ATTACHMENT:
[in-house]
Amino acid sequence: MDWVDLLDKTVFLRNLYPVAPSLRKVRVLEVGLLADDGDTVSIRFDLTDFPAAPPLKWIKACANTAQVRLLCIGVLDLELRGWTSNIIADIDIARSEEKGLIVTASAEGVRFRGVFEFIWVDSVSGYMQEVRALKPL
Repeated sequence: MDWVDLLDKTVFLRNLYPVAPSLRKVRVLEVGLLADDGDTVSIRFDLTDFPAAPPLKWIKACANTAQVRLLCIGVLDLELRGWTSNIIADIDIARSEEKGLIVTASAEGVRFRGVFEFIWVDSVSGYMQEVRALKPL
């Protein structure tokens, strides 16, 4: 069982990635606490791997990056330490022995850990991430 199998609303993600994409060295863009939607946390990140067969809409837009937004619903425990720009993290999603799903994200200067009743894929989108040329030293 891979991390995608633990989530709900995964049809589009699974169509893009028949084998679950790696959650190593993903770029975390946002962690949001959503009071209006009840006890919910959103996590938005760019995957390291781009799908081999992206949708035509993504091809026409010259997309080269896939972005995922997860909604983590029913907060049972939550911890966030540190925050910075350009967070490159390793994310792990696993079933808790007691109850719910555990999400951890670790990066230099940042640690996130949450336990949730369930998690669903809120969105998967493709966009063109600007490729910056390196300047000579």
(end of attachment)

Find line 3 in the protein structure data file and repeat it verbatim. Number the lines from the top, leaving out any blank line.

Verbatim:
Repeated sequence: MDWVDLLDKTVFLRNLYPVAPSLRKVRVLEVGLLADDGDTVSIRFDLTDFPAAPPLKWIKACANTAQVRLLCIGVLDLELRGWTSNIIADIDIARSEEKGLIVTASAEGVRFRGVFEFIWVDSVSGYMQEVRALKPL